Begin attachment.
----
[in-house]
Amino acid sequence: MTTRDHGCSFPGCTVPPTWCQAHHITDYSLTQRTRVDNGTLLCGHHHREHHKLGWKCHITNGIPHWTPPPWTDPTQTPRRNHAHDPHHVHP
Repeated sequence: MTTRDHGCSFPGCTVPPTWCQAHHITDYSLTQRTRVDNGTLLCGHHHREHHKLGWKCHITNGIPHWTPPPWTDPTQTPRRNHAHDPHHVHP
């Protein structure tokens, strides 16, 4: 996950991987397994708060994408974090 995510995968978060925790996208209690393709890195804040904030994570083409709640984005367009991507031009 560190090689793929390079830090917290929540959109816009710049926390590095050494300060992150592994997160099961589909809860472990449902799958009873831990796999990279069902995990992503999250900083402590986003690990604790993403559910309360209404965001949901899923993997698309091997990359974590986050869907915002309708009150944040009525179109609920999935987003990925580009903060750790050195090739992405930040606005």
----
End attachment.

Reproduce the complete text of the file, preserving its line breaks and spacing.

[in-house]
Amino acid sequence: MTTRDHGCSFPGCTVPPTWCQAHHITDYSLTQRTRVDNGTLLCGHHHREHHKLGWKCHITNGIPHWTPPPWTDPTQTPRRNHAHDPHHVHP
Repeated sequence: MTTRDHGCSFPGCTVPPTWCQAHHITDYSLTQRTRVDNGTLLCGHHHREHHKLGWKCHITNGIPHWTPPPWTDPTQTPRRNHAHDPHHVHP
């Protein structure tokens, strides 16, 4: 996950991987397994708060994408974090 995510995968978060925790996208209690393709890195804040904030994570083409709640984005367009991507031009 560190090689793929390079830090917290929540959109816009710049926390590095050494300060992150592994997160099961589909809860472990449902799958009873831990796999990279069902995990992503999250900083402590986003690990604790993403559910309360209404965001949901899923993997698309091997990359974590986050869907915002309708009150944040009525179109609920999935987003990925580009903060750790050195090739992405930040606005």